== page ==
This is why people around the world justifiably hate George W. Bush's America.

Wednesday, March 5, 2008

Fiscal Irresponsibility and the Crippling Cost of Iraq

If the moral and international law problems with George W. Bush's ill-fated adventure in Iraq were not enough, the holdout war-supporter need only look to the crippling economic cost of the war to understand the damage it has done to America.

As described in Bob Herbert's New York Times column yesterday, "The $2 Trillion Nightmare,"

"On Thursday, the Joint Economic Committee, chaired by Senator Chuck Schumer, conducted a public examination of the costs of the war. The witnesses included the Nobel Prize-winning economist, Joseph Stiglitz (who believes the overall costs of the war — not just the cost to taxpayers — will reach $3 trillion), and Robert Hormats, vice chairman of Goldman Sachs International.

"Both men talked about large opportunities lost because of the money poured into the war. “For a fraction of the cost of this war,” said Mr. Stiglitz, “we could have put Social Security on a sound footing for the next half-century or more.”

"Mr. Hormats mentioned Social Security and Medicare, saying that both could have been put “on a more sustainable basis.” And he cited the committee’s own calculations from last fall that showed that the money spent on the war each day is enough to enroll an additional 58,000 children in Head Start for a year, or make a year of college affordable for 160,000 low-income students through Pell Grants, or pay the annual salaries of nearly 11,000 additional border patrol agents or 14,000 more police officers.

"What we’re getting instead is the stuff of nightmares. Mr. Stiglitz, a professor at Columbia, has been working with a colleague at Harvard, Linda Bilmes, to document, among other things, some of the less obvious costs of the war. These include the obligation to provide health care and disability benefits for returning veterans. Those costs will be with us for decades.

"Mr. Hormats told the committee:

"“Normally, when America goes to war, nonessential spending programs are reduced to make room in the budget for the higher costs of the war. Individual programs that benefit specific constituencies are sacrificed for the common good ... And taxes have never been cut during a major American war. For example, President Eisenhower adamantly resisted pressure from Senate Republicans for a tax cut during the Korean War.”"

"Said Mr. Stiglitz: “Because the administration actually cut taxes as we went to war, when we were already running huge deficits, this war has, effectively, been entirely financed by deficits. The national debt has increased by some $2.5 trillion since the beginning of the war, and of this, almost $1 trillion is due directly to the war itself ... By 2017, we estimate that the national debt will have increased, just because of the war, by some $2 trillion.”"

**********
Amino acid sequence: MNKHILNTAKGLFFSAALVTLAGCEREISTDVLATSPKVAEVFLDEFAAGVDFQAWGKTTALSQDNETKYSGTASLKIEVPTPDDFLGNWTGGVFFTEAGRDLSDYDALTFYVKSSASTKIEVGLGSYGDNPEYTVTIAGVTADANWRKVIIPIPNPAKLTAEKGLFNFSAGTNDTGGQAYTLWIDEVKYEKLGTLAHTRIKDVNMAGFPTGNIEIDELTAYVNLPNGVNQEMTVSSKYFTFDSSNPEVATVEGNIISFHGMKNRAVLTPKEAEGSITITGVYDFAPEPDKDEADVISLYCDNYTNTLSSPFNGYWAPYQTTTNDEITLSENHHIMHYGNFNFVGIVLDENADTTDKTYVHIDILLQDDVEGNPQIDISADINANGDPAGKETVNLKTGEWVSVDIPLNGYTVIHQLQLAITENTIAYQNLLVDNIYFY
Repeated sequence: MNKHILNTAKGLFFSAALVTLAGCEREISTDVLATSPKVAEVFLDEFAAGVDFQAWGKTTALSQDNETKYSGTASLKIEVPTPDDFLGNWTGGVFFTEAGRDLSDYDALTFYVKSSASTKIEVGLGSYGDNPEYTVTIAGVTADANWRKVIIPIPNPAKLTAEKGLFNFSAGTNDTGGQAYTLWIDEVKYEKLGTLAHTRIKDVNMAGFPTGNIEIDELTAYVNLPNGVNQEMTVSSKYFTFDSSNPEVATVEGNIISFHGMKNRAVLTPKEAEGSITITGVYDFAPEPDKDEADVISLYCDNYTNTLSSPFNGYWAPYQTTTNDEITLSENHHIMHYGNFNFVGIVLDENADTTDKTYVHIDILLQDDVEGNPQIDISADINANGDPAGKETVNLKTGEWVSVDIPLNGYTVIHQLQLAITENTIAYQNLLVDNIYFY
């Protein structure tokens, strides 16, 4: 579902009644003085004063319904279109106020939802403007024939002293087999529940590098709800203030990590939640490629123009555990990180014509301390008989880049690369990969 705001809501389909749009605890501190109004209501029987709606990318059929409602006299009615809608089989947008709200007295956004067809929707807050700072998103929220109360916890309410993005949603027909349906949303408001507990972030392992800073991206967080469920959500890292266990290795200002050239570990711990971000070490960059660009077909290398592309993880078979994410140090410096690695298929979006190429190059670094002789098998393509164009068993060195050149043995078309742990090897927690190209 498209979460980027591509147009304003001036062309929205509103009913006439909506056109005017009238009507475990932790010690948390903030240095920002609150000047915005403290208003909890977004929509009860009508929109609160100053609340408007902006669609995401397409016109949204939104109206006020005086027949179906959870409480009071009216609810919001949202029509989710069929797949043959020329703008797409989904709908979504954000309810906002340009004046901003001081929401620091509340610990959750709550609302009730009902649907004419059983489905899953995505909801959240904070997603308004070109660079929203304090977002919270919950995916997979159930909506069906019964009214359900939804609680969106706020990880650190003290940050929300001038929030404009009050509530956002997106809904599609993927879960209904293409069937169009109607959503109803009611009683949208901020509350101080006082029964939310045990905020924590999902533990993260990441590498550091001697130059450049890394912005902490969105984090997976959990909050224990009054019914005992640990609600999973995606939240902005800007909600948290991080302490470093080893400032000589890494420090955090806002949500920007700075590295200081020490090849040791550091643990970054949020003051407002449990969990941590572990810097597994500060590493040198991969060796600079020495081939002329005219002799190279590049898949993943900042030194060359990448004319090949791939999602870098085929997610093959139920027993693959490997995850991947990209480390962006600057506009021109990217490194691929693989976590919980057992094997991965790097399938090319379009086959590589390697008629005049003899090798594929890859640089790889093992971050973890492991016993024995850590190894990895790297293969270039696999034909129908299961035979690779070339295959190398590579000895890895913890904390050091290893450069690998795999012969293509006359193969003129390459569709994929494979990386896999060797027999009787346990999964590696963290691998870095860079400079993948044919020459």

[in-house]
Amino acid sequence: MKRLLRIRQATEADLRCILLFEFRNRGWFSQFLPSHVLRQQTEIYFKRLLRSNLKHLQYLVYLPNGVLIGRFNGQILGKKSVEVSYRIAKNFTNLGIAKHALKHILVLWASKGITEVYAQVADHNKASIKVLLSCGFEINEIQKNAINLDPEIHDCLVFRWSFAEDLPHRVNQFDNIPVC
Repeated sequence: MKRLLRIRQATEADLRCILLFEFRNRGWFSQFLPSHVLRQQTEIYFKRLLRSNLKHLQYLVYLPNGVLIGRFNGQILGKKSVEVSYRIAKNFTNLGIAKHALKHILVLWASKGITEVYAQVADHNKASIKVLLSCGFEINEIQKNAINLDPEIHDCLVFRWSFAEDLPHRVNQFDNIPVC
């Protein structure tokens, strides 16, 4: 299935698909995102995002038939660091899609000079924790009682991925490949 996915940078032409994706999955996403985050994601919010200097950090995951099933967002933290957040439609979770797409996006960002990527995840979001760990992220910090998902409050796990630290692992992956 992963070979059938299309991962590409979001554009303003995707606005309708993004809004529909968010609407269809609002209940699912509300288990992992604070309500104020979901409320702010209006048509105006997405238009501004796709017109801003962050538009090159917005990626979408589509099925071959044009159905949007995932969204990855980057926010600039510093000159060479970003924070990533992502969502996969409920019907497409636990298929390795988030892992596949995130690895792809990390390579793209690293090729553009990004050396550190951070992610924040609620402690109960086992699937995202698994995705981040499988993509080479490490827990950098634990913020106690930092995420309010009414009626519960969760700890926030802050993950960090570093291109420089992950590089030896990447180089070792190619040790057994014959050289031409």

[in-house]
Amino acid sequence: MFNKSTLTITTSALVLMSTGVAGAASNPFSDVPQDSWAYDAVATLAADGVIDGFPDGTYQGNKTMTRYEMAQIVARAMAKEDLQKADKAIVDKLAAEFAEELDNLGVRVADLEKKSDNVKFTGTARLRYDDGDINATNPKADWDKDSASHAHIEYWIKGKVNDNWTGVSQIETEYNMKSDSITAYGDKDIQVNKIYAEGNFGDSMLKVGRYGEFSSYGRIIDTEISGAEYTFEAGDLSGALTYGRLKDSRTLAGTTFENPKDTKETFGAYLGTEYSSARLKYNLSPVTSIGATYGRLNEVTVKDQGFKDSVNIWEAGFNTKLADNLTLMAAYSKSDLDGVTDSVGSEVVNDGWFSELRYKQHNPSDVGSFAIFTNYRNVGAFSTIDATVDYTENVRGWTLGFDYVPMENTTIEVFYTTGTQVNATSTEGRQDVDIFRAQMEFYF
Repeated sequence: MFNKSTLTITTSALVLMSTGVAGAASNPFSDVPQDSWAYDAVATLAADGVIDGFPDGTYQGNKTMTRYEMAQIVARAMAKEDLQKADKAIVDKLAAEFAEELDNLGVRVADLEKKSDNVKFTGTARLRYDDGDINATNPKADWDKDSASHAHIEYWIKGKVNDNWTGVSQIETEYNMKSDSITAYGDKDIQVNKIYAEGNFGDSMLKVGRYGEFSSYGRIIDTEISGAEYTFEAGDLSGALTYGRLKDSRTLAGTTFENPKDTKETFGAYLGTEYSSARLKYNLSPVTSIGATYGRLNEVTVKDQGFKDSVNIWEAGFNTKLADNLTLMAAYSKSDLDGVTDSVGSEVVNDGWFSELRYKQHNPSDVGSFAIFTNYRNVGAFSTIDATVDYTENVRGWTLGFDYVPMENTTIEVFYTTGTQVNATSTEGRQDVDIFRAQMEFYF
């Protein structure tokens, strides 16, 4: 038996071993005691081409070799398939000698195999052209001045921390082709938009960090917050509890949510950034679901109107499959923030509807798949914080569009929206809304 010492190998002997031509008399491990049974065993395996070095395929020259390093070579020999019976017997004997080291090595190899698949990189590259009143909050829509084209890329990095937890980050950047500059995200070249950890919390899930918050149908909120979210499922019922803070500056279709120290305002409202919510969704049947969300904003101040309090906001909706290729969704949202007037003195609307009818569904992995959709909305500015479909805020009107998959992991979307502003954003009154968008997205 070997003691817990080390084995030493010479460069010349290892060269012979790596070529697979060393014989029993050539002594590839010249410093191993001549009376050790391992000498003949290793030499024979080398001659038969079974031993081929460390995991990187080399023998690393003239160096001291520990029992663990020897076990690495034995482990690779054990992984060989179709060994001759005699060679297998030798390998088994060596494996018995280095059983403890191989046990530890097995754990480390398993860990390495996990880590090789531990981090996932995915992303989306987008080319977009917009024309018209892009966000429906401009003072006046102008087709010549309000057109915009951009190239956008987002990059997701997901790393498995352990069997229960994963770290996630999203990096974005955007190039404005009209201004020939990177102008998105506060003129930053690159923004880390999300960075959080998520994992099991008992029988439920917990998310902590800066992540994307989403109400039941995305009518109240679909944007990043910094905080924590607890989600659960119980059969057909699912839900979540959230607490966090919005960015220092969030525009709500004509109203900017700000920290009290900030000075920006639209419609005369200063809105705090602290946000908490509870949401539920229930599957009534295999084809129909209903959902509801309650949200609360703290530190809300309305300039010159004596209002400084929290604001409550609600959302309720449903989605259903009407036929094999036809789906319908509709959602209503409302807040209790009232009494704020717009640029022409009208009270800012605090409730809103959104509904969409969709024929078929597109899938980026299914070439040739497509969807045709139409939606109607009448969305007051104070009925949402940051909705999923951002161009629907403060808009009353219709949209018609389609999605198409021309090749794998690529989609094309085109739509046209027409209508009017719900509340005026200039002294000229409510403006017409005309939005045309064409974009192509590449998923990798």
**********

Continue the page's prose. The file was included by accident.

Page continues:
Thanks, George.

Monday, March 3, 2008

American Government's Betrayal

The George W. Bush Administration's dismal record on human rights, often as enabled by Congress, has caused inestimable damage to America's prestige around the world these last seven-plus years. And given the needless squandering of America's previously-held hard-won reputation for fairness, due process, and human rights, one can't help but feel infuriated by the massive betrayal of those principles by the American government. What would have seemed impossible just seven years ago - waterboarding, rendition, secret CIA torture camps, indefinite imprisonment without adequate process, warrantless spying on citizens, etc. etc. - is now reality.

As The Sun Editor and Publisher Sy Safransky comments in a 2008 reflection on the nature of the American government’s betrayal, “I wonder: Do I feel betrayed? Not like a groom whose bride backs out of the wedding at the last minute. Not that kind of betrayed. Maybe more like a groom whose bride shows up an hour late because she was entertaining the CEO of Halliburton in her motel room. The room with the waterbed. That kind of betrayed.”

Note the distinction. The first leads to feelings of betrayal, sure - but as the groom, one can rationalize that the bride is acting on principle in making the excruciatingly difficult decision in electing not to go through with the marriage if she is not ready, and if so maybe it's for the best after all. The second, on the other hand, with its callous, cynical disregard and outright mocking of a solemn trust - on a day of high hope and promise, no less – is of a different, more insidious sort altogether. It's just slimy - and that's about how things have gone these last seven years both abroad and at home.